Knowledge is a building block for everyone’s life. If we think back upon our early years, as children, we recall that we were constantly exploring, learning, and asking questions. That’s why kids are so curious. It’s part of our nature to seek knowledge—it’s built-in to us. Islam is a religion that emphasizes the natural talents and inclinations that Allah has already put into us. So, Islam puts a great emphasis on seeking knowledge. We find narrations (ḥadīth)
from the Prophet (ṣ) and the Imāms and we find verses (āyāt) in the Qurʾān that illustrate the great value of knowledge and the importance of learning. I want to look at one teaching from Imam ʿAlī (ʿa) to analyze why knowledge is so central to a Muslim’s life.

In one of the most important books of ḥadīth, al-Kāfī, it is narrated that Imām ʿAlī (ʿa) taught:
“O people! You should know that your religiosity (al-dīn) will [only] reach perfection if you seek knowledge and act on it. Let it be known: Seeking knowledge is more incumbent upon you than seeking sustenance, [for] your sustenance is apportioned [and] guaranteed for you…Knowledge [on the other hand] is stashed away with its
keepers, and you have been ordered to seek it from its keepers, so seek it.”

In this teaching, Imām ʿAlī (ʿa) makes three distinctions about an Islamic conception of knowledge:

Knowledge perfects a person’s religiosity 

Not all knowledge is considered ʿilm (one of the Arabic terms for knowledge used in Islamic texts) in Allah’s eyes.
Knowledge is information that helps us to perfect our religious standing. That includes knowledge of Allah, His Prophets, and His Imāms and all of their teachings. It also includes the basics of how to pray, how to fast, and how
to perform other religious duties. It includes knowledge of ethics and the way to develop a soft heart. In sum,
knowledge shows us how to believe and how to practice; it is the path toward a closer relationship with God.

Knowledge also includes other useful forms of learning that help us to succeed in the world. For instance, knowledge of language, agriculture, medicine, business, and technical trades can be used to make a good living and sustain a family, which are Islamic priorities. Broadly speaking, any learning that aligns with what is permissible (ḥalāl) and with Islamic goals is a valid form of knowledge. In sum, knowledge is something that helps us achieve religious goals and righteous worldly goals.

 Knowledge is the foundation for worldly sustenance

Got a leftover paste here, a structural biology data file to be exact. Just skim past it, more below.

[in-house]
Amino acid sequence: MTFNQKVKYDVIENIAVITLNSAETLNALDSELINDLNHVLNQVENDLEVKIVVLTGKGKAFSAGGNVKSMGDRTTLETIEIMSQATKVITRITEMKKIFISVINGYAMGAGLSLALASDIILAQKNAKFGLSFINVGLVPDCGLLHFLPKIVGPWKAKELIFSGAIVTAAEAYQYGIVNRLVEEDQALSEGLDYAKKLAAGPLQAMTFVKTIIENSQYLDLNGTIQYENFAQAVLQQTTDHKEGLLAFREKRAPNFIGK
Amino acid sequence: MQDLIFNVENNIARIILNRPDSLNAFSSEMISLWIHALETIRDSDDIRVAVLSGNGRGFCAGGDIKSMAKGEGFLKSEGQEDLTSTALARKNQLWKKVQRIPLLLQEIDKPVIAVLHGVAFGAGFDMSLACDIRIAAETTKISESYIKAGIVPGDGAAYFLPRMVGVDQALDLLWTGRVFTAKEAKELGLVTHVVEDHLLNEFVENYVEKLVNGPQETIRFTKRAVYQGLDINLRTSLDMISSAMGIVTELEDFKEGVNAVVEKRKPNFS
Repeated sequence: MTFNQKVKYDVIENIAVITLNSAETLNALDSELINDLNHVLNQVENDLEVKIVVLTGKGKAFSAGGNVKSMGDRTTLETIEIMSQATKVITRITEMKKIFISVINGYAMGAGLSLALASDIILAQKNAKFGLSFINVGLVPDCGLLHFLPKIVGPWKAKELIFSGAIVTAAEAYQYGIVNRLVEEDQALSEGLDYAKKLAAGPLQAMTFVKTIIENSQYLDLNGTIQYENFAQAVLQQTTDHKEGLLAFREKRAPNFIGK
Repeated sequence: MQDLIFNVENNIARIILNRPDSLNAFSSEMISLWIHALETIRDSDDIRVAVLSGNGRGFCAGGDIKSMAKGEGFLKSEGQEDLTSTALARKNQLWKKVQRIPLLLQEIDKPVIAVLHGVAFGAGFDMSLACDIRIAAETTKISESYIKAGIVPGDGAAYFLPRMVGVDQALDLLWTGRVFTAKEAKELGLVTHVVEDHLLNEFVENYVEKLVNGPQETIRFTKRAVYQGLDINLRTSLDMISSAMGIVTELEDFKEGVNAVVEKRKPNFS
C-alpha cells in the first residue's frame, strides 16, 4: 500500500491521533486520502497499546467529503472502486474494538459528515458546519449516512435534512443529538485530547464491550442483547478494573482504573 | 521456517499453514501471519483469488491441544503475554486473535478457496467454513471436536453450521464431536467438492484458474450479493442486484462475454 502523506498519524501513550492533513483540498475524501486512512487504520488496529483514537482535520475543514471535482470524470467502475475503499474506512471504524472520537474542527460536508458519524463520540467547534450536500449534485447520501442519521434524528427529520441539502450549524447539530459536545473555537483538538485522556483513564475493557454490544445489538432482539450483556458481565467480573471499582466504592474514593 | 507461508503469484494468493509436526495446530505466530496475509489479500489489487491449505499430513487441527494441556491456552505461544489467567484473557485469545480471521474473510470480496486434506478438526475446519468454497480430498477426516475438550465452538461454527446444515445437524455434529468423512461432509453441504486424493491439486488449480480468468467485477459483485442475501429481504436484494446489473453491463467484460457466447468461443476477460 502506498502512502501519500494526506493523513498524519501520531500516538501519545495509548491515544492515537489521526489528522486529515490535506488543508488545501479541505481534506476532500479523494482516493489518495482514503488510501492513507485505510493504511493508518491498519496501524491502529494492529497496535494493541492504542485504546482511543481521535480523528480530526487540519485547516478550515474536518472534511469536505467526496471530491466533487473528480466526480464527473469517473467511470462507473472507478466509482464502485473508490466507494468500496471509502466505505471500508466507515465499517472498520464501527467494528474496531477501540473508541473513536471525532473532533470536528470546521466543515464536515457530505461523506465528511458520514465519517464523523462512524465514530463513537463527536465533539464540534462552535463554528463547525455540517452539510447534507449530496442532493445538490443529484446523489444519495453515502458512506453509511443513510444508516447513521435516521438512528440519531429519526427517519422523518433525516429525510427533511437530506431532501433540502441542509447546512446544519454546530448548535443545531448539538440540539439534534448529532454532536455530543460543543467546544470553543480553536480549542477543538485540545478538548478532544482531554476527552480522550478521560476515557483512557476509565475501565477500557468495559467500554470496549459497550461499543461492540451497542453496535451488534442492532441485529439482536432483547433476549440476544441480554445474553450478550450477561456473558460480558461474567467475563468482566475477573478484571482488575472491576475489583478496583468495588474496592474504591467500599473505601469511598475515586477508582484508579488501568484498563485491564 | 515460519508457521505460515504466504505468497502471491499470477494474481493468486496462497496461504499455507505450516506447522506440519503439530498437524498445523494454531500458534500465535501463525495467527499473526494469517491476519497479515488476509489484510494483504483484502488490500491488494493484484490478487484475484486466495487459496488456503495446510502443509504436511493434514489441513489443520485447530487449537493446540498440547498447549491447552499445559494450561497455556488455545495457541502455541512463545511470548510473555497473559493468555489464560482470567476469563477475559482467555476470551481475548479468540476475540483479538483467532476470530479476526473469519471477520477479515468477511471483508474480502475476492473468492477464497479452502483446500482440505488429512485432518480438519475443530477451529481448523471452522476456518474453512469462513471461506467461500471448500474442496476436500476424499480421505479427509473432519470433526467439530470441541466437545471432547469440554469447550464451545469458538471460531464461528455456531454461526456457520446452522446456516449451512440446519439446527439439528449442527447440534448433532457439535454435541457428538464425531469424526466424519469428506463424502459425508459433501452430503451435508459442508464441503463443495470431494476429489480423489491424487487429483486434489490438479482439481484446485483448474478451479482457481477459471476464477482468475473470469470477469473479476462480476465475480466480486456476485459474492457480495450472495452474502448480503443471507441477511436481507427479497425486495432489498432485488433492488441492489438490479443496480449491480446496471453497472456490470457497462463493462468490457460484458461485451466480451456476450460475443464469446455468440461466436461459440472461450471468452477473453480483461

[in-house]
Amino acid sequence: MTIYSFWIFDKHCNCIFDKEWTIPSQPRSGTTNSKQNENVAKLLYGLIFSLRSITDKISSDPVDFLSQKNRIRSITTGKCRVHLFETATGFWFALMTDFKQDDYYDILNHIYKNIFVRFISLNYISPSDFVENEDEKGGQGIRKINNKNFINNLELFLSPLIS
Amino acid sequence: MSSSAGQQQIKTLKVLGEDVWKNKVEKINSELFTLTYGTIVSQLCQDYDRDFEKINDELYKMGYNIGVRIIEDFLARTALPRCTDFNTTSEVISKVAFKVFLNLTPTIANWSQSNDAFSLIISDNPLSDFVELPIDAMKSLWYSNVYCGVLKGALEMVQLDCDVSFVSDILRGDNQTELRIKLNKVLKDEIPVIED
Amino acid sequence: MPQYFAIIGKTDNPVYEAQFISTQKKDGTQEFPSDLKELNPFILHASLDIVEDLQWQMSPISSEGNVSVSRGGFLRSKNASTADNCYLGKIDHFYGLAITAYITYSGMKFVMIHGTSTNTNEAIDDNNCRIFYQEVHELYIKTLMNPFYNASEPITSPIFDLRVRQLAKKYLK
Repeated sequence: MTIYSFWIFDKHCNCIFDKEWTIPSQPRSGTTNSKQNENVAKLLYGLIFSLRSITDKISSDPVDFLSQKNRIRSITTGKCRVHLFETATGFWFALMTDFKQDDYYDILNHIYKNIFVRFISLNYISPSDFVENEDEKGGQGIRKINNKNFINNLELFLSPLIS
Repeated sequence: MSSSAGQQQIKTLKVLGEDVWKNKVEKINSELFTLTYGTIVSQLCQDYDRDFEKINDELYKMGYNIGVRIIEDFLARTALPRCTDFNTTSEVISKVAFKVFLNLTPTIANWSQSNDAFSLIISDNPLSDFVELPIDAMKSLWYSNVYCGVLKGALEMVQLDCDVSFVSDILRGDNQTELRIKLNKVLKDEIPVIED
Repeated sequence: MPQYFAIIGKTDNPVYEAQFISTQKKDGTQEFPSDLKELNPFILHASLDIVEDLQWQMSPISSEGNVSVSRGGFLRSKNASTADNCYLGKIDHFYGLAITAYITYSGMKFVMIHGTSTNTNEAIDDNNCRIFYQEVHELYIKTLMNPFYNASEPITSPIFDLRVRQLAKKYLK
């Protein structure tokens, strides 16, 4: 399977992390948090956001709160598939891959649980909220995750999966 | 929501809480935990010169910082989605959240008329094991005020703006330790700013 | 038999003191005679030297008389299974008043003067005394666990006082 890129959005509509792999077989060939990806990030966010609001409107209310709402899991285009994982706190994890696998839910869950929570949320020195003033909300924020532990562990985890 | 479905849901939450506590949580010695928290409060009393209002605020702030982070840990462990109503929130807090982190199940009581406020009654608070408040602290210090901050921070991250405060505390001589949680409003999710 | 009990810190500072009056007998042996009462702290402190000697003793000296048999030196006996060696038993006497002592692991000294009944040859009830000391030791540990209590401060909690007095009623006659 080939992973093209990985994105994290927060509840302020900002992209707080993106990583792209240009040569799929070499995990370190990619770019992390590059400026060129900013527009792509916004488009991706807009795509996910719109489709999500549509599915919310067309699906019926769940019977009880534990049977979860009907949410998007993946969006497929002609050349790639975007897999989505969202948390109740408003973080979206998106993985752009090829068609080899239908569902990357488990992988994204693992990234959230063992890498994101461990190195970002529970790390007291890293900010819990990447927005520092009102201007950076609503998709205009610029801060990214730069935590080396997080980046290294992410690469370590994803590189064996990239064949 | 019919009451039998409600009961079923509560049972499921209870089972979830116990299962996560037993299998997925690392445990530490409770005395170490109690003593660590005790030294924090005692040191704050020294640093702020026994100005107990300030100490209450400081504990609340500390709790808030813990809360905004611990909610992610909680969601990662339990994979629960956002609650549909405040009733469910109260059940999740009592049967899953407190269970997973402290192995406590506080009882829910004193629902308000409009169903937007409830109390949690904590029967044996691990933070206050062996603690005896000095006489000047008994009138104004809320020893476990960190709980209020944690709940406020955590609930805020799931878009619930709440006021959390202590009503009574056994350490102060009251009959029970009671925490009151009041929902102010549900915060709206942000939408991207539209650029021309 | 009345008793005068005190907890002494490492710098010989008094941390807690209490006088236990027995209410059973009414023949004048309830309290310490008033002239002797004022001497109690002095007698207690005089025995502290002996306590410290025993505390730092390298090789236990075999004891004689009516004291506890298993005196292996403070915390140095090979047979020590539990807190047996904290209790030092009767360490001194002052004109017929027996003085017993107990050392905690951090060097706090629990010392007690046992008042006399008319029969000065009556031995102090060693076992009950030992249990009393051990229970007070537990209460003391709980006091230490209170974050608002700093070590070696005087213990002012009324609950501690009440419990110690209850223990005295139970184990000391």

Allah has promised to provide sustenance (rizq) for His creation, but we must seek it through good work and good study. In order to work and study well, we have to know what is permitted (ḥalāl) and not permitted (ḥarām). In other words, knowledge of what Allah wants from us points us in a positive direction for our livelihoods; knowledge is a prerequisite that allows us to earn a pure income. The Imām teaches that knowledge is different from sustenance because it isn’t guaranteed. It is something we must work hard to get from those who know. It is important to seek knowledge from pious teachers face-to-face or, when that is not possible, then through sound, authentic books. To learn and to seek knowledge in Islam doesn’t mean the random reading of articles and books. It should be steady, consistent, focused, and from scholars who follow the Ahl al-Bayt (ʿa). You aren’t really seeking knowledge if you are just learning for leisure; seeking knowledge is a serious pursuit. And if we take knowledge from random sources then we are bound to be led astray.


Knowledge is to be acted upon

 Imām ʿAlī (‘a) mentions in the ḥadīth that knowledge must be activated. If we learn how to pray, but then we never
pray, then what use is that knowledge? What did it do for us? Knowledge is something to be acted upon for it says in Noble Qurʾān, Sūrah al-Zumar Chapter 39: Verse 9:

Say, ‘Are those who know equal to those who do not know?’ Only those who possess intellect take admonition.

 Allah asks a rhetorical question in this verse to get us to reflect and think. The answer is obvious: someone who has knowledge is more virtuous than someone who is ignorant. Then Allah connects “knowledge” to “righteous action”— knowledge of Allah that is activated leads to fearing God which leads to God’s love. It is narrated in al-Kāfī that the sixth Imām, Imām aṣ-Ṣādiq (ʿa) taught:

“The Noble Messenger (ṣ) said: ‘Seeking knowledge is compulsory for every Muslim. Let it be known: God loves
seekers of knowledge.’”

 Allah’s love is attained through the sincere search for Allah and His teachings and sincere activation of that knowledge through strong, proper practice.

 Now, all of that seems vast and difficult. Take it step-by-step. Knowledge comes in pieces, brick by brick. Read, discuss, reflect, but don’t feel overwhelmed. New vocabulary will click with time. New ideas will become clear with experience. And we pray that through study and reflection, we will perfect our religious practices, and ultimately attain Allah’s perfect salvation in heaven. As Allah promises in the Noble Qurʾān Sūrah al-Mujādilah, Chapter 58: Verse 11: 
Allah will raise those of you who have faith and those who have been given knowledge in rank.